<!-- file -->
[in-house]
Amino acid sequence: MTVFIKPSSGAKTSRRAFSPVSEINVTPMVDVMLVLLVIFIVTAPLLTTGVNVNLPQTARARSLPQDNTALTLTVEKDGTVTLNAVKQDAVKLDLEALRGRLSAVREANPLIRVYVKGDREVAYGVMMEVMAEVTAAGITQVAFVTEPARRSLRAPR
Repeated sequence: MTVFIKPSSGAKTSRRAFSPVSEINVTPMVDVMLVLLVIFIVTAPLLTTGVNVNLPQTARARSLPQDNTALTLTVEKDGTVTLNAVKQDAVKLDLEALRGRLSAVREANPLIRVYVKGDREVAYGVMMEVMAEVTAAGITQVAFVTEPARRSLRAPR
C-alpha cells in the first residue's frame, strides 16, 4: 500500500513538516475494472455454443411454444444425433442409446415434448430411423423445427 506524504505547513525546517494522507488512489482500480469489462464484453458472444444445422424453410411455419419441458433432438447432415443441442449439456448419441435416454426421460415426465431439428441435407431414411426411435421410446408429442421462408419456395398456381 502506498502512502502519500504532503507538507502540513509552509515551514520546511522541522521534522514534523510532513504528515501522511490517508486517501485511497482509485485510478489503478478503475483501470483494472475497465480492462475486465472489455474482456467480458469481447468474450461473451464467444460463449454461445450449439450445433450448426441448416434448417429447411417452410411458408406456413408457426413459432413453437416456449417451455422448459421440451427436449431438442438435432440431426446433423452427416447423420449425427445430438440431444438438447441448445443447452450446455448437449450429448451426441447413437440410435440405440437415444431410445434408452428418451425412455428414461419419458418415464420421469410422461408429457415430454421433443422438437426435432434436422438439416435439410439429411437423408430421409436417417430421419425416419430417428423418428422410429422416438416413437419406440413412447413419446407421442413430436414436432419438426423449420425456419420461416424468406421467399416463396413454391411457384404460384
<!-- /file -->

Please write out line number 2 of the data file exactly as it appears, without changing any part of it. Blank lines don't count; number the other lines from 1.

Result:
Amino acid sequence: MTVFIKPSSGAKTSRRAFSPVSEINVTPMVDVMLVLLVIFIVTAPLLTTGVNVNLPQTARARSLPQDNTALTLTVEKDGTVTLNAVKQDAVKLDLEALRGRLSAVREANPLIRVYVKGDREVAYGVMMEVMAEVTAAGITQVAFVTEPARRSLRAPR